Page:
This week we’ve got a story from someone very special: Maribel*, a beautiful young woman at Oasis Home for Girls.

Maribel and the other girls at Oasis were sent there by the Guatemalan court system after suffering sexual or physical abuse in their homes, or being forced into child labor. Most of the girls arrive at Oasis significantly behind in school or having never attended school, and each one of them carries deep scars from exploitation. Oasis works to be exactly that—a place of restoration and healing—for both the girls and their families. At Oasis the girls attend school, have access to therapy, and are introduced to the transforming love of Jesus.

We were honored to partner with Oasis and make I AM ART camps part of the healing journey for Maribel and her friends. And now we honored to share Maribel’s story with all of you! Your support is an integral part of the fabric God used to weave this story.

Oasis staff member Jenny says that Maribel is well-liked by the other girls at Oasis, but she struggles with self-confidence. “Maribel keeps somewhat to herself but has been slowly opening up to others,” says Jenny. When she drops her defenses, she reveals a kind, responsible girl who loves to have fun—a girl everyone would love to know better if given the chance.

In November’s I AM ART camp Maribel was placed in the self-portrait class with artist Payton. She began the week covering a canvas with every color and design her heart desired. Then, guided by Payton, she traced her own silhouette over top and began painting in the details of her face.

On Wednesday, Maribel and the other girls were instructed to cover part of their self-portraits with tape and paint the entire canvas black. “I felt sick,” says Maribel. “I felt like all of our hard work was being thrown out.” But then the class talked about conflict, and how the piece related to their own lives: “It reminded me that our hearts are full of sin, like the black paint, but it is God who cleans our hearts.”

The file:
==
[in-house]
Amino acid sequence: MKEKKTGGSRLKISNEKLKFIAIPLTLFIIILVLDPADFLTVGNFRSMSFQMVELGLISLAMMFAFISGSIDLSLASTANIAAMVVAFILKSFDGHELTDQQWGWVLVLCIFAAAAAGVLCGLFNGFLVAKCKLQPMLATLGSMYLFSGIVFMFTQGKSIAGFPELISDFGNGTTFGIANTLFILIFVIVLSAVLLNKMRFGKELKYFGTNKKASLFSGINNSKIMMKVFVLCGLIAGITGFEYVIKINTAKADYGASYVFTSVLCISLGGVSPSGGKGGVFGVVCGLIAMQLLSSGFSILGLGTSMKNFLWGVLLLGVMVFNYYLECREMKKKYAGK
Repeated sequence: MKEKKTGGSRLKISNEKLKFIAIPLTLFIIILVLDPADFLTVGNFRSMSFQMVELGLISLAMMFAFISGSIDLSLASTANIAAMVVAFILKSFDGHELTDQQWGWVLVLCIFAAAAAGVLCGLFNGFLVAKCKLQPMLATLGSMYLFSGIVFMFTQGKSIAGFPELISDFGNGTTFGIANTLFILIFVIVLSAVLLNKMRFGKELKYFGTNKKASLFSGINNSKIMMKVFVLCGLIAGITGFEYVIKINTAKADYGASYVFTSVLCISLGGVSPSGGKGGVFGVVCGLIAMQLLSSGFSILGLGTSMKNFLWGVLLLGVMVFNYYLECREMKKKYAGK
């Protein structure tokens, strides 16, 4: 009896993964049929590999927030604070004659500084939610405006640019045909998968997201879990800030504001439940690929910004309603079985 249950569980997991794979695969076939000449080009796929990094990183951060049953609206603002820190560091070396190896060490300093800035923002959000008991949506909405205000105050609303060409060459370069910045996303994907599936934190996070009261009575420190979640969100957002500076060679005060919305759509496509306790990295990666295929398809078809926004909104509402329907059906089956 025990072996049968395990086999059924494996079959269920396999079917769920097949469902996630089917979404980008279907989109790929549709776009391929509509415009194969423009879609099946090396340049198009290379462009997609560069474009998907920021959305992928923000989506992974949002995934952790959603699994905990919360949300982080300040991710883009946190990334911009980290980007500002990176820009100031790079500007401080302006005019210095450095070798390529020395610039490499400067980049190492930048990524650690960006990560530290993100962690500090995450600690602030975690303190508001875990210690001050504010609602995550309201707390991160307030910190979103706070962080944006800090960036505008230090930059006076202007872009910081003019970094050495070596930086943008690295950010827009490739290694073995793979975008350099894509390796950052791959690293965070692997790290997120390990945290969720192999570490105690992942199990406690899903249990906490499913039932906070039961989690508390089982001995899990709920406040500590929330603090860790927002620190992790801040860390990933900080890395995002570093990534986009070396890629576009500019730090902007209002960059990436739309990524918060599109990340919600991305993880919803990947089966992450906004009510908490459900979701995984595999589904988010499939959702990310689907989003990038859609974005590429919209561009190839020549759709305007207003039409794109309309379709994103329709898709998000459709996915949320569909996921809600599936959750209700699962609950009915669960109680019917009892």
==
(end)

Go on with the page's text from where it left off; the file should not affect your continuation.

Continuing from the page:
Though this isn’t Maribel’s work, it showcases a final product of the self-portrait workshop she participated in.

The next morning, Maribel and her classmates returned to their blackened pieces. Each girl carefully pulled back the strips of tape to reveal her own face, shining like a gem in the midst of the black. “I like how it turned out,” Maribel says. “I never imagined I would be able to create something like this.”

“Now Maribel realizes that she can accomplish things even if at first they look hard,” says Jenny. Her self-confidence has grown, and that girl everyone wanted to know better is making more and more appearances.

“I learned that no matter what, God always forgives and cleans us,” says Maribel. “He cares for us and protects us. I AM ART means that I am God’s art. No one is an accident. We are God’s perfect creations, and everything we do is art.”

*Maribel’s name has been changed to protect her privacy.

 

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